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Matthias Giraud is one of the world’s leading experts on personal risk. As a professional BASE jumper, ski mountaineer, and ski-BASE jumper who has jumped the renowned Alps trilogy — Eiger, Matterhorn, and Mont Blanc — his job is primarily staying alive. He does so by managing risk — aggressively.

Considering life and death is nothing new for you. You throw yourself off cliffs for a living. How is your calculus changing right now?

The difference in the risk of this moment is the meaning of it. What is the meaning of the risk we take? The reason I jump off a cliff is that it is meaningful for me. It’s something to dedicate my life to. A disease, however, is not fulfilling or meaningful. Right now I’m not taking risks. I’m not ski-BASE jumping because if I crash it’s a huge hindrance for the medical establishment.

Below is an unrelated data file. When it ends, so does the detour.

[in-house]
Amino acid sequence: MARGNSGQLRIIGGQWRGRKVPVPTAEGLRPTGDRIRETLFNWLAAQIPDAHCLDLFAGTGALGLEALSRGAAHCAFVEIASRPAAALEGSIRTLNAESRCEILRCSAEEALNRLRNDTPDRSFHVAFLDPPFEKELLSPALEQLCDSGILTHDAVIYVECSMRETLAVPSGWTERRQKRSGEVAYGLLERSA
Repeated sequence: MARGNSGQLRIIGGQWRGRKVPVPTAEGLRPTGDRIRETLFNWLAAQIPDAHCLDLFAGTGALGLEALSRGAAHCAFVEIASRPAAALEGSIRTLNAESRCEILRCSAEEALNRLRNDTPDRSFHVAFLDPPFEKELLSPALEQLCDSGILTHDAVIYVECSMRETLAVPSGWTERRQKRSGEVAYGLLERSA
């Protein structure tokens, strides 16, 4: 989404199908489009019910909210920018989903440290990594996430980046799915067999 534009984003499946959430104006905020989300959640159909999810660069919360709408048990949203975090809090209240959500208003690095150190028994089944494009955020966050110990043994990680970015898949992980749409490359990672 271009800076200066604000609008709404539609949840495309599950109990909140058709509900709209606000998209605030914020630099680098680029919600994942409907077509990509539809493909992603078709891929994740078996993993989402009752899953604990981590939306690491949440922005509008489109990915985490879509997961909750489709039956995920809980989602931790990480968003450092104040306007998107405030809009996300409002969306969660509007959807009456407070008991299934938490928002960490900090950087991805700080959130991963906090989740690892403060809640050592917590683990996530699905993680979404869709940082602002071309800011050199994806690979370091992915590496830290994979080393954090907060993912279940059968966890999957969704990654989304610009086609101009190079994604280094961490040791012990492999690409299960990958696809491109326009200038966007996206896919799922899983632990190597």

You’re so practical when it comes to these things. It’s interesting to hear someone talk about existential threats in practical terms.

I had this conversation with a friend yesterday. We’re talking about his parents, who are near the age of my parents, 81 and 74. And he said, ‘You know I don’t want to lose my parents, but they’ve had a good life and they’re fulfilled. I would be able to accept it because death is coming for all of us.’ It’s foolish to not think about our expiration date. We have to think that this shit is going to end. How do we live intentionally in the meantime? The more you live intentionally the more you discover aspects of this existence. 

This is an incredible time of awareness and immersion. The more fucked-up something is, the more clarity you get out of it. It’s a necessary moment. The clarity is so hard to achieve.  There’s a reason I jump off cliffs. It’s force-fed clarity. Half the work is done for us. It’s a huge opportunity. It’s exposing the cracks in everything — our lives, our economy, our leaders. While it’s a terrible situation, it’s an opportunity to expose all the cracks so we can move on and build a stronger foundation.